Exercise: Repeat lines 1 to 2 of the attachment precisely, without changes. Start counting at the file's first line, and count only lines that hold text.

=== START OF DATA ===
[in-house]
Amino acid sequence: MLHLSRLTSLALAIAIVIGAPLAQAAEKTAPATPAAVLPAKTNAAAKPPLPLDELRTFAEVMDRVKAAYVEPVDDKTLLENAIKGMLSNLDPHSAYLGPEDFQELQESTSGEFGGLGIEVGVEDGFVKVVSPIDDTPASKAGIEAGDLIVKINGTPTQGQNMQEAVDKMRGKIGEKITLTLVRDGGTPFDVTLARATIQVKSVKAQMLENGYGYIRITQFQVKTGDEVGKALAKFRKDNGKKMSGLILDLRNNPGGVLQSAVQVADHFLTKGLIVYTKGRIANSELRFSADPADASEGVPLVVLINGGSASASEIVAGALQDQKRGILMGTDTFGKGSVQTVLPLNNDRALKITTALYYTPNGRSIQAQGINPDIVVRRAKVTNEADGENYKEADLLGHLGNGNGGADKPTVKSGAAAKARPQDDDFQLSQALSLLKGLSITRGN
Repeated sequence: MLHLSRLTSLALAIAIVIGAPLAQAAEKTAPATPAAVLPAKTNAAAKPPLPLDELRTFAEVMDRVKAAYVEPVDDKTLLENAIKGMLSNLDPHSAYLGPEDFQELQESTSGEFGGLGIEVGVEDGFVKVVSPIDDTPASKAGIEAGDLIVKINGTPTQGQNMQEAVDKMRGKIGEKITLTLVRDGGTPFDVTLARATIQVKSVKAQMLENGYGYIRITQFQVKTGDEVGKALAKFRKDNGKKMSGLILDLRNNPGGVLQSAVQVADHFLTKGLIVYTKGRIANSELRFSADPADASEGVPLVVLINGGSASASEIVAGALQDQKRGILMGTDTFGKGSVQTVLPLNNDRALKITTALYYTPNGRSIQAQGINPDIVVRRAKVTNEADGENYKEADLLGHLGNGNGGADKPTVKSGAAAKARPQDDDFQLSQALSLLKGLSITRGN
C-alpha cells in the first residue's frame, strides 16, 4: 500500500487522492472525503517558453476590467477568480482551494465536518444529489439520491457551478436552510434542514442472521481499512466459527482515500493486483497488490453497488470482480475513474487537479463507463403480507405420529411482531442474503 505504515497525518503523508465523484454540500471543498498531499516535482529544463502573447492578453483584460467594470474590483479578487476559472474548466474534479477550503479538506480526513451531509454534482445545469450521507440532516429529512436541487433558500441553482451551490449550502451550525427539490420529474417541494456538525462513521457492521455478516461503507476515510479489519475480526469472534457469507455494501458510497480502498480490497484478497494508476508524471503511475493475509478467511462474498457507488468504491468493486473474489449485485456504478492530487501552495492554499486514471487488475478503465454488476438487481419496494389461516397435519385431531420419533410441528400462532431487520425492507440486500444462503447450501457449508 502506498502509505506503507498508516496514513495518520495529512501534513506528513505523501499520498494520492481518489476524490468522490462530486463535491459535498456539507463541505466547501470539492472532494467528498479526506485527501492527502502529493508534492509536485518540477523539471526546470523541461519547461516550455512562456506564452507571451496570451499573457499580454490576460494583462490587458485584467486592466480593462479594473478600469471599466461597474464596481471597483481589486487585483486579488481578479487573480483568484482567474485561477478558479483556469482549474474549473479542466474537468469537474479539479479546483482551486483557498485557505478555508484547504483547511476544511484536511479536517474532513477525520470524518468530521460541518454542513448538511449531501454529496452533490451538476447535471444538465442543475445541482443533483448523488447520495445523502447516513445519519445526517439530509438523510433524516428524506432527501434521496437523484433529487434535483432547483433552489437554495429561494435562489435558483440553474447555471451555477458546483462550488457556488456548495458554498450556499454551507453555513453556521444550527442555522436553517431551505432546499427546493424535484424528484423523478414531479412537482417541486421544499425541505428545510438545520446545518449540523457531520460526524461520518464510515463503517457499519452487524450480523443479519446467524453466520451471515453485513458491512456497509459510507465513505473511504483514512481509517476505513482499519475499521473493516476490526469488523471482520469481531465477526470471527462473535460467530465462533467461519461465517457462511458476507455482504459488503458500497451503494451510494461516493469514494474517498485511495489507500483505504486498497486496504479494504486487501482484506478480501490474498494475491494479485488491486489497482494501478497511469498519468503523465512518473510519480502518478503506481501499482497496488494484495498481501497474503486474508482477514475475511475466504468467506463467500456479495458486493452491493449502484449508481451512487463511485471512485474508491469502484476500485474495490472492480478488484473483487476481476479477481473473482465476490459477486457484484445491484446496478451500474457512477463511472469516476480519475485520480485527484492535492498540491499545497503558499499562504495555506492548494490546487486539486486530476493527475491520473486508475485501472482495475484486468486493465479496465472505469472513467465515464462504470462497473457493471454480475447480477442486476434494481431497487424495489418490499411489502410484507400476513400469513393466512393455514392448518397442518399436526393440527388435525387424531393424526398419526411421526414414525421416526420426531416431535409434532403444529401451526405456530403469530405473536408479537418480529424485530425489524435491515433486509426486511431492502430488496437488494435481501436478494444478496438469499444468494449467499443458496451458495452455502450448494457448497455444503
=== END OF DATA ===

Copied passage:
[in-house]
Amino acid sequence: MLHLSRLTSLALAIAIVIGAPLAQAAEKTAPATPAAVLPAKTNAAAKPPLPLDELRTFAEVMDRVKAAYVEPVDDKTLLENAIKGMLSNLDPHSAYLGPEDFQELQESTSGEFGGLGIEVGVEDGFVKVVSPIDDTPASKAGIEAGDLIVKINGTPTQGQNMQEAVDKMRGKIGEKITLTLVRDGGTPFDVTLARATIQVKSVKAQMLENGYGYIRITQFQVKTGDEVGKALAKFRKDNGKKMSGLILDLRNNPGGVLQSAVQVADHFLTKGLIVYTKGRIANSELRFSADPADASEGVPLVVLINGGSASASEIVAGALQDQKRGILMGTDTFGKGSVQTVLPLNNDRALKITTALYYTPNGRSIQAQGINPDIVVRRAKVTNEADGENYKEADLLGHLGNGNGGADKPTVKSGAAAKARPQDDDFQLSQALSLLKGLSITRGN